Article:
Through Unstack, you're able to run full A/B tests for the components that make up your webpages; in fact the process is very simple:
1. Setting up Your Test
The first thing you need to do before you can set up the test, is to identify which component you want to to test. For this example, we're going to set up a test to identify whether the quote on my webpage performs better than another customer's quote.
Therefore to get this test started, I need to click on the beaker icon as shown below to toggle on A/B testing for this component.
2. Configuring your Control & Variant
Once you've toggled on testing for this component, you'll see a couple new options under that menu option.
In particular, there are now options for both Control and Variant. In fact, it's here where you make the changes to the component that you're looking to test.
In the below example, I changed up the quote entirely. For your test, these changes can be anything from a completely different quote, to a change in the person speaking, to a different picture for the quoted person; it all depends on the component.
Once satisfied with the differences between your Control and your Variant, you're able to move onto the final steps; adjusting the final options for your test, and starting it!
3. Final Settings & Starting Your Test
Now that you've settled on the design for the Control and Variant, it's time to choose a goal, decide on a percentage balance, define a Result Certainty, and finally; give the test a name and start the test.
Choosing a Goal
When setting up an A/B test for a component, you must also define the desired outcome for the test; commonly referred to as the Conversion Goal. This is a crucial step, because without defining a goal, there's no way to measure the success of a test.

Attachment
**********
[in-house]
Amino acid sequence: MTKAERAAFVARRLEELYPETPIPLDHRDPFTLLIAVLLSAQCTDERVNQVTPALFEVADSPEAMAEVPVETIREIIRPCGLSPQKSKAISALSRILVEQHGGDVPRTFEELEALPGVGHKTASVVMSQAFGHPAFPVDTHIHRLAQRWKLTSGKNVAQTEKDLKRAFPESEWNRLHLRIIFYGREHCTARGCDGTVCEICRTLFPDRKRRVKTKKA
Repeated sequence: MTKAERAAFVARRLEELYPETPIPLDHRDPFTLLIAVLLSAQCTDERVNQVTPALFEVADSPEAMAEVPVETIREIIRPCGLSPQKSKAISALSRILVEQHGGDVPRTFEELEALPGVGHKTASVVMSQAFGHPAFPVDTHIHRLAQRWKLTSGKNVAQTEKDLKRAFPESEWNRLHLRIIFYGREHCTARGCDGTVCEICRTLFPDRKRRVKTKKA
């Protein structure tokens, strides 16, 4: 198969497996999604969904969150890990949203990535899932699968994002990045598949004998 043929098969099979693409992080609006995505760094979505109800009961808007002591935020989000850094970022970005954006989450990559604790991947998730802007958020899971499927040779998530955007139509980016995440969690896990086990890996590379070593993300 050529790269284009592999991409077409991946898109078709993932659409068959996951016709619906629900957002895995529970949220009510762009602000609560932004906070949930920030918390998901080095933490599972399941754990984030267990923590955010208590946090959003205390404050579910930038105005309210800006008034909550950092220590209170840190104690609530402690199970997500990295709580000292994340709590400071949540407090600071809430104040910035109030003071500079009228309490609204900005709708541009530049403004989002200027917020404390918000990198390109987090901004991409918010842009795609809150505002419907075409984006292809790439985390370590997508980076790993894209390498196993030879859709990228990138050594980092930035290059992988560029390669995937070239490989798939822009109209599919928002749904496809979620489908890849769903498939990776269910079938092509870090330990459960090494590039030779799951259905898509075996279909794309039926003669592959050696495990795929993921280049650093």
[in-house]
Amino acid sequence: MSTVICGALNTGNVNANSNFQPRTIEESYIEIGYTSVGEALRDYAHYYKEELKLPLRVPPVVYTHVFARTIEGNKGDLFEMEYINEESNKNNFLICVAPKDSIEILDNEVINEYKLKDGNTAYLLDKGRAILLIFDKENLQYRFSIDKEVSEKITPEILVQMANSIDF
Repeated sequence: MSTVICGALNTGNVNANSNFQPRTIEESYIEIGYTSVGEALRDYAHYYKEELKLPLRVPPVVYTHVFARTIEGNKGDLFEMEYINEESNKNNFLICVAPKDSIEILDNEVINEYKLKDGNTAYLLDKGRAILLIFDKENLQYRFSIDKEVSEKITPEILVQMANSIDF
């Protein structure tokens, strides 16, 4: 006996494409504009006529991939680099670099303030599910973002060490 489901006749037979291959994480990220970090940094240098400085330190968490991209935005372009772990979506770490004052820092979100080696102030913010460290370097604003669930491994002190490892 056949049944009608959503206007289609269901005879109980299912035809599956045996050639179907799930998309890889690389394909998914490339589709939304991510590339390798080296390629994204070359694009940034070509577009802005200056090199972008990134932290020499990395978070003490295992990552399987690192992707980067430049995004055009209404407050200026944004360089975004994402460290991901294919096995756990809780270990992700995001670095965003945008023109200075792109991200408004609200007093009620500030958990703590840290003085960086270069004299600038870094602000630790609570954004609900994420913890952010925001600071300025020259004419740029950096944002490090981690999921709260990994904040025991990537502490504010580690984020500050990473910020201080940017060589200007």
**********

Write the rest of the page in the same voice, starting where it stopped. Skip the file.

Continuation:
With Unstack, there are three different types of goals you can choose from:
- Views of a specific page - this needs to be a page hosted on your Unstack site.
- Submitted a form - either a HubSpot, Klaviyo, or Unstack form.
- Clicked button in section - whether the user clicked on the action in this component.
This setting allows you to define a balance between the Control and Variant. If you want to weigh the Control more heavily, you can just set the percentage for Control higher than that of the Variant. The same is true for those who want to weigh the Variant more heavily than the Control.
In other words, the higher the percentage, the higher chance that version has of showing up for a user.
By default, this setting is set to 50% for both options. For most people, this is going to be the recommended setting.
Don't just take it from us, Thanos feels the same way:
Next, you'll need to define how Unstack chooses the test's winner. This is done by choosing a percentage where you feel confident that if either the Control or the Variant were to reach that level of confidence, then they'd be the winner of the test.
This confidence level is increased as more users interact with the component being tested, and complete the goal defined above. Additionally, the length of the test plays a role in helping Unstack define that confidence level.
4. Conclusion + Next Steps
At this point, all that's left to do is to give this test a name and hit "Publish changes and start test" to start the test.
When giving it a name remember that you're going to be looking to this test for insights at a later date. Therefore, naming it something that's understandable to you at a glance will be paying it forward to your future self. For the above example I'd name the test something along the lines of "Homepage Quote - Tyler Redner/Brian Arnold" so that down the line I'll remember exactly what's being tested.
All in all, we hope you found this guide helpful. If you're looking for the answer to a question that we didn't have in this guide, give us a shout as we're always happy to assist!